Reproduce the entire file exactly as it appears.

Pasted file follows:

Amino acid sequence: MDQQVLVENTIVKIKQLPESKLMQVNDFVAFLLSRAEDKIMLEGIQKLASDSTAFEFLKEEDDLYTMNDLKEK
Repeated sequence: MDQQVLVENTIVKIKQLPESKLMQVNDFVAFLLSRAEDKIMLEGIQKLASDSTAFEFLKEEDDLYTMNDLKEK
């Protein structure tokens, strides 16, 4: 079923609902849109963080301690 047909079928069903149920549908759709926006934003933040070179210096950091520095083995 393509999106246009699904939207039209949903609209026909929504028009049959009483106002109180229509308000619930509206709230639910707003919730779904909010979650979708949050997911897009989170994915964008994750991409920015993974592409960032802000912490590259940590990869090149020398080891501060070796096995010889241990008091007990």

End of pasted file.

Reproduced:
Amino acid sequence: MDQQVLVENTIVKIKQLPESKLMQVNDFVAFLLSRAEDKIMLEGIQKLASDSTAFEFLKEEDDLYTMNDLKEK
Repeated sequence: MDQQVLVENTIVKIKQLPESKLMQVNDFVAFLLSRAEDKIMLEGIQKLASDSTAFEFLKEEDDLYTMNDLKEK
């Protein structure tokens, strides 16, 4: 079923609902849109963080301690 047909079928069903149920549908759709926006934003933040070179210096950091520095083995 393509999106246009699904939207039209949903609209026909929504028009049959009483106002109180229509308000619930509206709230639910707003919730779904909010979650979708949050997911897009989170994915964008994750991409920015993974592409960032802000912490590259940590990869090149020398080891501060070796096995010889241990008091007990």